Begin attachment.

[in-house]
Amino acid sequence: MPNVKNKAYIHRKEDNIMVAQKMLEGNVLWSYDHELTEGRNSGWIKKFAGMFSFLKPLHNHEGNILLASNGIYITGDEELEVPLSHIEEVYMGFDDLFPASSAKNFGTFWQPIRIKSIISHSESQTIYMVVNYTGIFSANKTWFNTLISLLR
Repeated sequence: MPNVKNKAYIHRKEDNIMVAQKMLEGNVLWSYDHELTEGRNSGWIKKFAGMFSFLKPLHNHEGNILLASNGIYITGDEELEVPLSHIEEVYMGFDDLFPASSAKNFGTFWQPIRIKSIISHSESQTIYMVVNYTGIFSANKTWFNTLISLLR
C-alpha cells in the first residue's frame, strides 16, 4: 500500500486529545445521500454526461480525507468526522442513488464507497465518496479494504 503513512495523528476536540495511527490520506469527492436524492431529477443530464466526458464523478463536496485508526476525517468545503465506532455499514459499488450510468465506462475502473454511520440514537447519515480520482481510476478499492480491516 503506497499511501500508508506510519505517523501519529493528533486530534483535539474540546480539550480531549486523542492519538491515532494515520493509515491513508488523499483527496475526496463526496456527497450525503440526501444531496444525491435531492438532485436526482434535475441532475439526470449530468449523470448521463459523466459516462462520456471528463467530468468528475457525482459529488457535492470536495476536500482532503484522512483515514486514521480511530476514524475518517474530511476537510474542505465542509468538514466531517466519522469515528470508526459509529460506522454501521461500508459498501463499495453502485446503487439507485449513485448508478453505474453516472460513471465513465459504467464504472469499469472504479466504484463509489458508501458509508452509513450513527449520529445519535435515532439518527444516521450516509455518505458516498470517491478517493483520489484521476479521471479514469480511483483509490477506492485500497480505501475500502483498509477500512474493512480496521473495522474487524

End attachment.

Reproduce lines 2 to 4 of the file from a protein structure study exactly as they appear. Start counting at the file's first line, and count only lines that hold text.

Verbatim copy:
Amino acid sequence: MPNVKNKAYIHRKEDNIMVAQKMLEGNVLWSYDHELTEGRNSGWIKKFAGMFSFLKPLHNHEGNILLASNGIYITGDEELEVPLSHIEEVYMGFDDLFPASSAKNFGTFWQPIRIKSIISHSESQTIYMVVNYTGIFSANKTWFNTLISLLR
Repeated sequence: MPNVKNKAYIHRKEDNIMVAQKMLEGNVLWSYDHELTEGRNSGWIKKFAGMFSFLKPLHNHEGNILLASNGIYITGDEELEVPLSHIEEVYMGFDDLFPASSAKNFGTFWQPIRIKSIISHSESQTIYMVVNYTGIFSANKTWFNTLISLLR
C-alpha cells in the first residue's frame, strides 16, 4: 500500500486529545445521500454526461480525507468526522442513488464507497465518496479494504 503513512495523528476536540495511527490520506469527492436524492431529477443530464466526458464523478463536496485508526476525517468545503465506532455499514459499488450510468465506462475502473454511520440514537447519515480520482481510476478499492480491516 503506497499511501500508508506510519505517523501519529493528533486530534483535539474540546480539550480531549486523542492519538491515532494515520493509515491513508488523499483527496475526496463526496456527497450525503440526501444531496444525491435531492438532485436526482434535475441532475439526470449530468449523470448521463459523466459516462462520456471528463467530468468528475457525482459529488457535492470536495476536500482532503484522512483515514486514521480511530476514524475518517474530511476537510474542505465542509468538514466531517466519522469515528470508526459509529460506522454501521461500508459498501463499495453502485446503487439507485449513485448508478453505474453516472460513471465513465459504467464504472469499469472504479466504484463509489458508501458509508452509513450513527449520529445519535435515532439518527444516521450516509455518505458516498470517491478517493483520489484521476479521471479514469480511483483509490477506492485500497480505501475500502483498509477500512474493512480496521473495522474487524